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02/19/2017

A Conflict of Interest is NOT an Ambiguity

Oregon Senate Bill 494 has been described as a “euthanasia bill” that is “intentionally ambiguous,” and as a piece of legislation that would “allow the starving and dehydrating of patients who suffer from dementia or mental illness.”

What has received less press is the composition of the 13-member committee who would be perpetually in charge of advance directive forms in the state, with no oversight by the legislature. Who would those persons be? According to the bill, the 13-member “Advance Directive Rules Adoption Committee” would include

  • The Long Term Care Ombudsman or that individual’s designee
  • 12 members appointed by the Governor
    1. one representative of primary health care providers
    2. one who represents hospitals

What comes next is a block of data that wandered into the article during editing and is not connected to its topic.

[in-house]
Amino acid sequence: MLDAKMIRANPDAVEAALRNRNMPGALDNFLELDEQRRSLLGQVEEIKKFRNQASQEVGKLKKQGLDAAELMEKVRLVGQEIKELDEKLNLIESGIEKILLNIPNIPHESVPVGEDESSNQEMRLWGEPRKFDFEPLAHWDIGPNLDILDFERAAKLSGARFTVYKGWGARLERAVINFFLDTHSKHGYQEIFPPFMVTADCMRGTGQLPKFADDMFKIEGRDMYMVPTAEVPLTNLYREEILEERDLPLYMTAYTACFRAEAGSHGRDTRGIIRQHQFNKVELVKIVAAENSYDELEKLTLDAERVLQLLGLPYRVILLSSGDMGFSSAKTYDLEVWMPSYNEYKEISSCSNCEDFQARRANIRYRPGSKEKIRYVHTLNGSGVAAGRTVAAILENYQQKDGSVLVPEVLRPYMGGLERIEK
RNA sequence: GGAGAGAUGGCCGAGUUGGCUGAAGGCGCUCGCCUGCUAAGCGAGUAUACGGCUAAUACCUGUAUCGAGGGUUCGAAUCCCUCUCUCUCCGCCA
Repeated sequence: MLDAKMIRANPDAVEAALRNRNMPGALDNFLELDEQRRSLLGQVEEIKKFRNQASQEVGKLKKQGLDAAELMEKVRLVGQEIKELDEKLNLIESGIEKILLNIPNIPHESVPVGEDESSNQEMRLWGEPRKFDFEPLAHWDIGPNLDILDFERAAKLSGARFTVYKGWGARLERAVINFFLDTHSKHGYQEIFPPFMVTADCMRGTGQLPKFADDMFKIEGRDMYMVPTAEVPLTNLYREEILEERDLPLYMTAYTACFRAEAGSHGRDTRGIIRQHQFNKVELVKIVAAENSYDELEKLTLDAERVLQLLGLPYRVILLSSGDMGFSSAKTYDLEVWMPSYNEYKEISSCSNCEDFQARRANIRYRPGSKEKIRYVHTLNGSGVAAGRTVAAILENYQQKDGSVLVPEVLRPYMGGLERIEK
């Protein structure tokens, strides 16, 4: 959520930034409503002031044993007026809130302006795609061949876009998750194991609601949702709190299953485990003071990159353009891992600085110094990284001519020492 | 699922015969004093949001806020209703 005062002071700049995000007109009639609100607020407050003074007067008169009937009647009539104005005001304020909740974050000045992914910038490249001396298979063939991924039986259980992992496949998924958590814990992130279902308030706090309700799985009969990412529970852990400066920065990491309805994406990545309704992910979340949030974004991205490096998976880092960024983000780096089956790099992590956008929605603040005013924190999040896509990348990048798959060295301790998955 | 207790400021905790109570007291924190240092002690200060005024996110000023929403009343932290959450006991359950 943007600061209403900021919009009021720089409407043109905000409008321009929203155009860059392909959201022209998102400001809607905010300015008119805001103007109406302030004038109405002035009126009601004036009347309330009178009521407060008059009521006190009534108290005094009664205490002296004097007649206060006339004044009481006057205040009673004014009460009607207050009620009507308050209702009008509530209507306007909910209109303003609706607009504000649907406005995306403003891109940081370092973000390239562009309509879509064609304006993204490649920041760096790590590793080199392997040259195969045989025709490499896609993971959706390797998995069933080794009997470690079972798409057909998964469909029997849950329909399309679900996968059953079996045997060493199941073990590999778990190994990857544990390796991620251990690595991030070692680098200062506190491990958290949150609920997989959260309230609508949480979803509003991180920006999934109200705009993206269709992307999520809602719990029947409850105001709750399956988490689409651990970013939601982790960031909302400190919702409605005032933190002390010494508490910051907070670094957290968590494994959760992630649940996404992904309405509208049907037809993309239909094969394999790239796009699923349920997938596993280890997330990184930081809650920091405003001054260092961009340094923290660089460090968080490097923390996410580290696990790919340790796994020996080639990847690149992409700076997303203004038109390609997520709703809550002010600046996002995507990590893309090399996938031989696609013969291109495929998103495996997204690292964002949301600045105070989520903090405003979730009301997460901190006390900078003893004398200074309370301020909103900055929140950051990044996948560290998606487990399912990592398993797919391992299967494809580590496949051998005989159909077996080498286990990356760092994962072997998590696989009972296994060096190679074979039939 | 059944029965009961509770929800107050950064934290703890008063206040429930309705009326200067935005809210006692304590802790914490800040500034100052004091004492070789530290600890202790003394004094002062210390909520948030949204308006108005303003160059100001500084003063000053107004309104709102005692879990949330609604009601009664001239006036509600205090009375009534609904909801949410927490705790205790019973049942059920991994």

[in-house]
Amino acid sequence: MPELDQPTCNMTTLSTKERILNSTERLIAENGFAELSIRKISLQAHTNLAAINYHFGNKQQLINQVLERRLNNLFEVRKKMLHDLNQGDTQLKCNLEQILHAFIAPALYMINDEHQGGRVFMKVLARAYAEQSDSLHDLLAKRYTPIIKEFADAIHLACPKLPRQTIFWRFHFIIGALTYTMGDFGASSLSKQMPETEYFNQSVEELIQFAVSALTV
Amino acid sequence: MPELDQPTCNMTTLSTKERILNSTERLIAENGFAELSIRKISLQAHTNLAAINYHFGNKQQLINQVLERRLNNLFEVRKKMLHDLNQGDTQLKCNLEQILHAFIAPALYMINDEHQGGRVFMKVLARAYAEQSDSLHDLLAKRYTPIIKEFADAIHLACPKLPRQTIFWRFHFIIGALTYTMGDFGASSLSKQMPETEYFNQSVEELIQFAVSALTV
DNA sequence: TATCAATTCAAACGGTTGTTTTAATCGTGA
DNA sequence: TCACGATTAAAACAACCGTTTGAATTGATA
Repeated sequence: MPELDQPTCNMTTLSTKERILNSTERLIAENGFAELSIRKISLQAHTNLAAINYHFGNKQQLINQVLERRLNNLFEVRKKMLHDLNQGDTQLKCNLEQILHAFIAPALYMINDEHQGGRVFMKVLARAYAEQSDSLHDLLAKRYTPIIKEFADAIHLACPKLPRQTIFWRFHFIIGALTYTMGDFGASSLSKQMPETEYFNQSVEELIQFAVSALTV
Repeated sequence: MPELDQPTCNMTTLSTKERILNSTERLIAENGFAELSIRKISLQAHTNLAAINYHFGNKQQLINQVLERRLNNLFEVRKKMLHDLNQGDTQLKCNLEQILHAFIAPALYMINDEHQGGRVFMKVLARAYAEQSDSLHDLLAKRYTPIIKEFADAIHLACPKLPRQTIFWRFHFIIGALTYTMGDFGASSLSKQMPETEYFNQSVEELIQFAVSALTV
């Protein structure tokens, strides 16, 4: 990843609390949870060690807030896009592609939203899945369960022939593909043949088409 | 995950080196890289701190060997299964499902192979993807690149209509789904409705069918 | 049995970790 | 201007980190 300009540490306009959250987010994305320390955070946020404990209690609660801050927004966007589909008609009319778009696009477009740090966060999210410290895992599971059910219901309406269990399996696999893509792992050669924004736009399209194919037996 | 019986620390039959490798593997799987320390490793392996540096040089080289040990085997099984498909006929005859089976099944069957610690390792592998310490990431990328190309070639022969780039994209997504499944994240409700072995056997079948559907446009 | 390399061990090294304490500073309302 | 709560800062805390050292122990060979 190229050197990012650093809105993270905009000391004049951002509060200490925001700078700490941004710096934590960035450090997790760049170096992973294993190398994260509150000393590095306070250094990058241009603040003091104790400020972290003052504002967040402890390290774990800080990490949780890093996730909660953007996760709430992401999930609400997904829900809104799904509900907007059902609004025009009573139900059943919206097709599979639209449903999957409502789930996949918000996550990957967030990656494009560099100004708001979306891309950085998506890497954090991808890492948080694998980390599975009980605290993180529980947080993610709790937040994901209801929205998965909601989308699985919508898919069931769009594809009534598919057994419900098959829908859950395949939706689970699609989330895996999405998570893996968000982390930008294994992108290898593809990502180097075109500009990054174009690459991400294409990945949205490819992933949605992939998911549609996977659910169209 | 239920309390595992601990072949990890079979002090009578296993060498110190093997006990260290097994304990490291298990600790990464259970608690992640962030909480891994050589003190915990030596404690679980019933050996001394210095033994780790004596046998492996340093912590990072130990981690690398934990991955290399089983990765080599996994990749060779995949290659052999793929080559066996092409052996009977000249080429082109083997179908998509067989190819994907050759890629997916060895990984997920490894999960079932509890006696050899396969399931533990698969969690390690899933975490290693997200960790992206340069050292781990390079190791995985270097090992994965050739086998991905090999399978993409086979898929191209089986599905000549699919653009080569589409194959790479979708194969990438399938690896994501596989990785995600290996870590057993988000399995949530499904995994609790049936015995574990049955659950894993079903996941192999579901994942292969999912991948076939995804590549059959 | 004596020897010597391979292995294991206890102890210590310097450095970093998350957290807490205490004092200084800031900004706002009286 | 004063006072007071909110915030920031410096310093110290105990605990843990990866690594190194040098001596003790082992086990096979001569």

3. one clinical ethicist affiliated with a health care facility
    4. two health care providers with palliative care or hospice expertise
    5. one who represents persons with disabilities
    6. one who represents “consumers of health care services”
    7. one who represents “the long term care community”
    8. one who has expertise in “advising or assisting consumers with end-of-life decisions”
    9. three members from among those proposed by the Oregon State Bar:
      • an expert in elder law
      • an expert in estate planning
      • an expert in health law

Why is the State of Oregon so interested in making sure their appointees are in charge of advance directives?  Is it because the state is so concerned about the health of its citizens?  Hardly, when those citizens in the health care system are described not as patients, but consumers.  Stacking the committee with lawyers who are experts in estate planning and elder and health law seems to assure the state that they will get their pound of flesh.  The State is aware of this:  deceased consumers no longer need their money or their organs.  The conflict of interest inherent in this scheme is not ambiguous.

 

— D. Joy Riley, M.D., M.A., is executive director of The Tennessee Center for Bioethics & Culture.

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